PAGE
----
Activities: Art
The activities provided on these pages are designed to extend the use of this site. These activities are provided as launch points for teachers to use with their classes, and for teachers to modify to suit the needs of their specific classes. Most of the activities are interdisciplinary and should provide lots of room for students (and teachers) to stamp their own identities on them.

The Virtual Museum is designed so that it can be navigated independently by 3rd and 4th graders who have at least some internet experience. Teacher supervision of any internet activity, even this Virtual museum, is always recommended. I hope you enjoy learning about Luther Burbank as much as I did!

Art - on this page!
Local Teachers - Field Trips
Language Arts
Art Activities

In general, plants of any type are a terrific art focus. Having student create art (sketch, paint, color, collage) that features their favorite flower, fruit, vegetable, or tree is always a great starting point.

Gardens as Visual Art

Cutting Gardens, such as the one at the Luther Burbank Home and Gardens, are beautiful to look at and enjoy. This type of garden is grown to provide wonderful visual art in the form of flower arrangements. Claude Monet created his gardens in Giverney, France, to serve as models for his paintings. The Cutting Garden section of the Present Tour for the Home and Gardens can serve as a launching point for students to explore the art of Monet and even the art of other Impressionists. The Giverny site is extensive; it has many photos of Monet's Gardens, lists of the plants used to create these gardens, and links to museums which house Monet's paintings. This site is in French, but can be easily changed to English by clicking the flag at the top of the first page.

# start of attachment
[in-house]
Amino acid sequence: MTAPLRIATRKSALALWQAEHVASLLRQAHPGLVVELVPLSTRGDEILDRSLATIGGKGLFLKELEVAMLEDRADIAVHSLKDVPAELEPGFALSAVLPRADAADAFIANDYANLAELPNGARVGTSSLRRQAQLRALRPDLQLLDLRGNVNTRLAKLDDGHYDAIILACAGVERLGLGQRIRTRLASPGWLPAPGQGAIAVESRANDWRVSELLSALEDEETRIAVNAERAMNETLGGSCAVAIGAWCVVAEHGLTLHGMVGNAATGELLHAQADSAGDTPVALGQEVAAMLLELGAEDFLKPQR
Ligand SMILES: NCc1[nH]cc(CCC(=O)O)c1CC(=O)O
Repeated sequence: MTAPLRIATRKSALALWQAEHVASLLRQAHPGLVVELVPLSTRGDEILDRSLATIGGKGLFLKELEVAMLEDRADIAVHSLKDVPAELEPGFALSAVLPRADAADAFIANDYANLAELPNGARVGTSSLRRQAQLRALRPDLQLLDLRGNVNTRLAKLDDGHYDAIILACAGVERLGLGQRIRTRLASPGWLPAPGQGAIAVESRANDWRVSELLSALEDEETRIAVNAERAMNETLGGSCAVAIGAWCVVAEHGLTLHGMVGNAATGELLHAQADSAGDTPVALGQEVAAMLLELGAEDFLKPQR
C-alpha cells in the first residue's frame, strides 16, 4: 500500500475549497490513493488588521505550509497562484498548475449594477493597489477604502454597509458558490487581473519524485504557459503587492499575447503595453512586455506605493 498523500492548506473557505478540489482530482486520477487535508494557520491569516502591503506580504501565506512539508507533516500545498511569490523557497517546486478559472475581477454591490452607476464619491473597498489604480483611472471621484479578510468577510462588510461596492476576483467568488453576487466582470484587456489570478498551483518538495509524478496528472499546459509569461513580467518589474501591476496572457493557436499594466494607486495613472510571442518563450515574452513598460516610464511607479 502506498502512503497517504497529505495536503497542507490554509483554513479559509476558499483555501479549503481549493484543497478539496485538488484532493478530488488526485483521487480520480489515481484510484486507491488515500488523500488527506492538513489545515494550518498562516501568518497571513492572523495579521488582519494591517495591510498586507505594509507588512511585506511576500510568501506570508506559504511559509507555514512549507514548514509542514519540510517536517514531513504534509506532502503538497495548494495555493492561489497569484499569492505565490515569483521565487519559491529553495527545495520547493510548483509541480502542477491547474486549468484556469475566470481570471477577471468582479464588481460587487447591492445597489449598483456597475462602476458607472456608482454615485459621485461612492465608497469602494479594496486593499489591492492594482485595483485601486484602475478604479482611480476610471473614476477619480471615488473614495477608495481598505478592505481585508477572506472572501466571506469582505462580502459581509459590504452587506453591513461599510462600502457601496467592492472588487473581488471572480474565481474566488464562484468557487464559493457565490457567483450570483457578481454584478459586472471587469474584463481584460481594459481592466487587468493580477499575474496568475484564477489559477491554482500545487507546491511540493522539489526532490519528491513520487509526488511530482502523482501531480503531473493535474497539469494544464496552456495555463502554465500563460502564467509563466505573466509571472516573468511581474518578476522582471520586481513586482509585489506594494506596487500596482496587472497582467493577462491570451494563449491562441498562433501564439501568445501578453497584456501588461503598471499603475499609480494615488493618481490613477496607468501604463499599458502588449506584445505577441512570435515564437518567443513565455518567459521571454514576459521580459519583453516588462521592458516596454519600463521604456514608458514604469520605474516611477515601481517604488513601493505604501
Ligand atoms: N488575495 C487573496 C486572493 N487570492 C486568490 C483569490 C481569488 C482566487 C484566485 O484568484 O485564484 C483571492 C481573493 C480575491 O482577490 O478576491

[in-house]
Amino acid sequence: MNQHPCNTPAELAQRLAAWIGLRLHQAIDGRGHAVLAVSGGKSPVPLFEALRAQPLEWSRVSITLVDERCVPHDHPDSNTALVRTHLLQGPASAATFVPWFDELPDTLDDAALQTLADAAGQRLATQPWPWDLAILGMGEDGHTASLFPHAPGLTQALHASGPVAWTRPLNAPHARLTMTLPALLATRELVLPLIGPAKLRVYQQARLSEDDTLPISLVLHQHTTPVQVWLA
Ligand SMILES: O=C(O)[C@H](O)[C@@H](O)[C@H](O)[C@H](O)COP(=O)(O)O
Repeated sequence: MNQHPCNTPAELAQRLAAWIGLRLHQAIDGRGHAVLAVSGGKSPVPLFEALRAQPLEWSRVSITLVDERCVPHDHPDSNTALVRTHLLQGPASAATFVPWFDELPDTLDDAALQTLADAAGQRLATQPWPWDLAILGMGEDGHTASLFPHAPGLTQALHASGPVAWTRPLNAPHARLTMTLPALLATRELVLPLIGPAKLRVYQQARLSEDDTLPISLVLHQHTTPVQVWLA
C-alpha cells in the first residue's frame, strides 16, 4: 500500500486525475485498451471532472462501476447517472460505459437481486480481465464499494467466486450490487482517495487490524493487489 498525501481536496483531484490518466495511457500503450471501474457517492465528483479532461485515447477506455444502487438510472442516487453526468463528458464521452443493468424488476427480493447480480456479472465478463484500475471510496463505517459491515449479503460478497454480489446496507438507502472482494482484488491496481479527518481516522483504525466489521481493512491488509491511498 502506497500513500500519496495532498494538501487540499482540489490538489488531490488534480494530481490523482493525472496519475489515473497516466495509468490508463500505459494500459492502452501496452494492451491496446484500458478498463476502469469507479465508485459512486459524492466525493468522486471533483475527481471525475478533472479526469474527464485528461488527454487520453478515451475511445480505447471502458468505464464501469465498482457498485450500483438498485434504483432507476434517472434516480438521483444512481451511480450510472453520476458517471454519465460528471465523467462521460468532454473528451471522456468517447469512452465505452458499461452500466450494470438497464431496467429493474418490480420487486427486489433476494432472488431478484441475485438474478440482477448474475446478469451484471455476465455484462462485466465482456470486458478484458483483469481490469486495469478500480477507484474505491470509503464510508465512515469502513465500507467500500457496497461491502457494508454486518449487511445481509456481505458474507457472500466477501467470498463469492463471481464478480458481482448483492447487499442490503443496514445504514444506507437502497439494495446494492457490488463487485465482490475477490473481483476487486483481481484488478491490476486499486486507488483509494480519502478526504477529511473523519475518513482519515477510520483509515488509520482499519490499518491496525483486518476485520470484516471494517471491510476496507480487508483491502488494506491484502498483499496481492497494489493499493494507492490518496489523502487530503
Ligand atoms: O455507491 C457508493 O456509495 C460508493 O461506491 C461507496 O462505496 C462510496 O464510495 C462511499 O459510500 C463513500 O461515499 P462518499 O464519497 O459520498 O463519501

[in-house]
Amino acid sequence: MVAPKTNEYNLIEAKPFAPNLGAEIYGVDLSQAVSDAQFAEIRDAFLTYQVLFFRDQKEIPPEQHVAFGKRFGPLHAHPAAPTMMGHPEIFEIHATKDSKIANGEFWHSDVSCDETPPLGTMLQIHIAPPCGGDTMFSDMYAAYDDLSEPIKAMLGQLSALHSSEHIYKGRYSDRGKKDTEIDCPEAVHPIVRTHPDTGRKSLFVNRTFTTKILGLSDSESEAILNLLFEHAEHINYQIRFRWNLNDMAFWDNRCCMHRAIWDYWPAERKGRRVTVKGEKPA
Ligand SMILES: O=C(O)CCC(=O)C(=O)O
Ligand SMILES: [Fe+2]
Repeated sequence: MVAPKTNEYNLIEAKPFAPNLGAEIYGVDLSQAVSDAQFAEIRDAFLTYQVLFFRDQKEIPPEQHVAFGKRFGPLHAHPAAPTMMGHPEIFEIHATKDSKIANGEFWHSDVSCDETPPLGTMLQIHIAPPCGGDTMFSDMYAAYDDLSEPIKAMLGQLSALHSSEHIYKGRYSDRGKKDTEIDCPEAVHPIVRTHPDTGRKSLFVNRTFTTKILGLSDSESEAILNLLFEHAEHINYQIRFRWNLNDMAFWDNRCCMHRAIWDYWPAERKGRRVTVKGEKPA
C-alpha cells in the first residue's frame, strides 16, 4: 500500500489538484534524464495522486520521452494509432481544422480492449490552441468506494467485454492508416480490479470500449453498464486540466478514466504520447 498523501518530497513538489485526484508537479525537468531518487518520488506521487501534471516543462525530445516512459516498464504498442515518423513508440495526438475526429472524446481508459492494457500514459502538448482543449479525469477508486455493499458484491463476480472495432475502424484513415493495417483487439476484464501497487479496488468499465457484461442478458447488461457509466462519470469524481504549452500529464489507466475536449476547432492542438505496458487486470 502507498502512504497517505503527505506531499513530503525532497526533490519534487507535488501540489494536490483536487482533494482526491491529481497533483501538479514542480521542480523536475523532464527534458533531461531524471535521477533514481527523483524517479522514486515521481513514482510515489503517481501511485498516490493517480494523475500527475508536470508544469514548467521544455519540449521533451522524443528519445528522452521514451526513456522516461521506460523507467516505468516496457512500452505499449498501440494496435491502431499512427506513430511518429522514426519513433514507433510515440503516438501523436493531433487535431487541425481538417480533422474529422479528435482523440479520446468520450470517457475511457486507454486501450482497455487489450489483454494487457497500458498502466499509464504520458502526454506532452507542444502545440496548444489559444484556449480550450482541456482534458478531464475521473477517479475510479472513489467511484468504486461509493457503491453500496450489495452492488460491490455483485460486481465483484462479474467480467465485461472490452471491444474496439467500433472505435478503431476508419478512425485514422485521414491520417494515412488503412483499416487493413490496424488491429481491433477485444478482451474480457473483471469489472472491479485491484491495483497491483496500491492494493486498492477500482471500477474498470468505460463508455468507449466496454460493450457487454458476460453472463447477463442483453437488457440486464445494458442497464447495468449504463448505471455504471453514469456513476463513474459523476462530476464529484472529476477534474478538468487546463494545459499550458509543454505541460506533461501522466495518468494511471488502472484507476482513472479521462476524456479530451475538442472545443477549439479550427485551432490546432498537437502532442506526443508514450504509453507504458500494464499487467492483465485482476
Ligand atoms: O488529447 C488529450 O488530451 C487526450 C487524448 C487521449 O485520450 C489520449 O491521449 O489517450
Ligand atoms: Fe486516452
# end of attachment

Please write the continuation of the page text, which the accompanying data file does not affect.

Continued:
Monet Art Project

Here's a project that combines the visual of a flower arrangement with that of Monet's soft, Impressionist style. The finished product will be a painting featuring a tempera-paint vase with Impressionist-style flowers. Excluding any pre-teaching about Monet or Cutting Gardens, actual art activity time should be around 45-60 minutes. There are two parts to the activity, a practice session to learn technique, and the final project session. You may decide to break this lesson down into two smaller activities, practice one session, final project the next. This activity has been adapted from the Sonoma County Office of Ed Art Docent Program

Materials needed:

  • Paper Plates (1 per student)
  • Tempera Paints (Recommended colors: green, yellow, red, blue, white. Note: You can use only primary colors and eliminate green if you want to show how to create secondary colors. You'll still need white.)
  • Paintbrushes (1 per student)
  • Water Containers (so that students can rinse brushes at their seats)
  • Paper towels (each student will need several)
  • White construction paper, minimum size: 12" x18" (2 sheets per student). If possible, larger sheets work very well.
  • Optional: Monet posters, vase of flowers


  • Paper Plates(aka, paint palettes): For each student: plate should have 1-2 tbsp. of each selected tempera paint on it.

Management Tips

  • Students will need to rinse brushes frequently, so it's a good idea to have water containers ready.